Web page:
Mad On Her! Is Back In The Heart of London

Feast your eyes upon the glamourous and glitzy cast of “Mad On Her” – 80s Jukebox musical, say Mad On Her fast- you’ll get the gimmick, Mad On Her is back after a successful short tour around the UK’s top Fringe venues including Hope Mill Theatre, Manchester, and is ready to take The Heart of London by storm.
Mad On Her will play Sundays in November and December at the Above The Arts Theatre, Leicester Square, from the 5th of November to the 3rd of December, and the line up is through the roof. (5th November is Sold Out!)

Mad On Her Principal Cast includes  Emmerdale’s Sweetheart Kelsey Beth Crossley, X Factor/ Loserville’s Sarah Watson, Jade Johnson (CBBC’s Worlds End), James Colebrook and West End Power-House Laura Wilson, joining them are Jordan Todd (BGT semi-finalist) Dani Acors (Jesus Christ Superstar) Brooke Havana Bailey (Billy Elliot) Simone Kite (Moulin Rouge) Sara Latif (BBC Bollywood), Emily Shuck, Hollie Steel and Phoebe Rose White (Rent).


Mad On Her – 80s Jukebox Musical takes you on a journey through all your favourite smash hits of this ‘Glamtastic’ decade. Get your Gladrags on and Glitter up as Donna and Tina party through the nightlife and drama of 1985.
Donna, ambitious and stylish, is climbing the ladder of success. Finding ‘Mr Right’ is the last thing on her mind – little does she know he could be just around the corner.
Tina, with her big hair and big heart, is the disco diva of the boulevard. As Donna’s best friend she sets out to play cupid. Step into the nostalgia of the neon lights and “Get ready to party the night away.”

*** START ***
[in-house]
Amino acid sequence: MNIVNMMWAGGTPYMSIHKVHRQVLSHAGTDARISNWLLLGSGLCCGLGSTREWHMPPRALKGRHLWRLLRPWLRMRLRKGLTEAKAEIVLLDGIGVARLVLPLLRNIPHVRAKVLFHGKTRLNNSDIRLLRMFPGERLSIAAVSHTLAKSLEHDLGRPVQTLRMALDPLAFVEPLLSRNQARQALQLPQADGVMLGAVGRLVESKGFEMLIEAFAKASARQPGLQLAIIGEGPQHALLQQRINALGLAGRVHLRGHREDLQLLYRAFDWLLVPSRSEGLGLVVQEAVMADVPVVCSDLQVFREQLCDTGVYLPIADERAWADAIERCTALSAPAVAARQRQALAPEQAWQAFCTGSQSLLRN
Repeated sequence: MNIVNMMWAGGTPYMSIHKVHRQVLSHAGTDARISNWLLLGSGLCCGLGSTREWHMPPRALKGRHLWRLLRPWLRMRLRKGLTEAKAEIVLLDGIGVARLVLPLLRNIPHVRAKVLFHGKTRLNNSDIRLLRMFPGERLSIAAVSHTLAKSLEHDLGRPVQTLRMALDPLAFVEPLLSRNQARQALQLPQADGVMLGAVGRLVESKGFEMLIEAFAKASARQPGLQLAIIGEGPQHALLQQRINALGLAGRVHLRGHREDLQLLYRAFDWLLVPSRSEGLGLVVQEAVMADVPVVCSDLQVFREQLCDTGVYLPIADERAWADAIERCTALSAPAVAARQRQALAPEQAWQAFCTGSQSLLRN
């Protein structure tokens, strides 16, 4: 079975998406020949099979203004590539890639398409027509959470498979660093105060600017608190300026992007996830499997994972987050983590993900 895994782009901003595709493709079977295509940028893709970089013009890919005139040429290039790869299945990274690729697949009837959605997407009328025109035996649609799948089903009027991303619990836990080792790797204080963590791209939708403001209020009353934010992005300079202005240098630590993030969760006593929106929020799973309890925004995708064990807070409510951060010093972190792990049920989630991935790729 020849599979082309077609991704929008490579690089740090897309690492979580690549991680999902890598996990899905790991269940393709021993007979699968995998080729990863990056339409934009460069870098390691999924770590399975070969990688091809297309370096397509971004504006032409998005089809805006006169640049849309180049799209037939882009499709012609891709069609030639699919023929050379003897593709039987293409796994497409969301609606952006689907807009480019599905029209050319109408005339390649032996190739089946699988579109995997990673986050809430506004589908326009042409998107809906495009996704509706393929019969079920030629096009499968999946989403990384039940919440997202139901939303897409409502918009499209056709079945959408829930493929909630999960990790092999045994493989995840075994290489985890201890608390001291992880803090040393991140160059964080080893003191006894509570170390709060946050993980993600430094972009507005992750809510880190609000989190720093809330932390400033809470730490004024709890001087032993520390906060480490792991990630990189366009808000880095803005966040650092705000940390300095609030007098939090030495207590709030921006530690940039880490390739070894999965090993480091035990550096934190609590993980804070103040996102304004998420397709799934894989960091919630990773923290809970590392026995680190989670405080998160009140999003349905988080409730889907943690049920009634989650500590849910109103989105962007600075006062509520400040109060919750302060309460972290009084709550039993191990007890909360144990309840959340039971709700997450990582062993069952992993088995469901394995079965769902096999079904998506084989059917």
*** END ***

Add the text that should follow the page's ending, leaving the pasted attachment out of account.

Written, Produced and Directed by Ashley Luke Lloyd.
Co-produced by Sam Ohlsson for BlackDeer Productions and Co-Written by Koryann Stevens Delves.

Tickets from £16.

https://artstheatrewestend.co.uk/whats-on/mad-on-her—80s-jukebox-musical/

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In Conversation with KATY LIPSON of ARIA ENTERTAINMENT

Interview lead by Nathan Deane

From Page To Stage is a London based musical theatre festival showcasing brand new musicals, featuring staged readings, concerts, snippets of new shows and one fully produced musical by Aria Entertainment. Click here to read more about FPTS on The Thespians Blog, and click here to read about the amazing cast at this years FPTS.

The Thespians Blog were invited along to an event at The Other Palace, marking the opening of the 5th year of FPTS. This included watching some amazing performances from the new Burt Bacharach and Steven Sater musical, Some Lovers (tickets here), which looks absolutely fantastic. We also got to watch a performance by Miiko Toiviainen from the new musical XY (tickets here), which also looks amazing.

Amongst watching the amazing performances, we got to sit down with the woman behind the festival, Katy Lipson. Katy is director of production company Aria Entertainment and has produced many fan favourites, including Lizzie, The Addams Family (UK Tour), and YANK! (Off-West End). 

From Page To Stage 2017 Launch

Steven Sater (book/lyrics – Some Lovers), Chloe Carrington (Dinostory and Chicken Little), Gemma Wardle (Some Lovers), Ben Richards (Some Lovers), Jenna Innes (Some Lovers), Aaron Kavanagh (Some Lovers), Gloria Onitiri (Showcase), Miiko Toiviainen (XY), Katy Lipson (Producer – From Page To Stage).

You’ve worked with Burt Bacharach before, you did Promises, Promises back in February, so what is it like working with Bacharach again but with a completely now show that’s never been produced?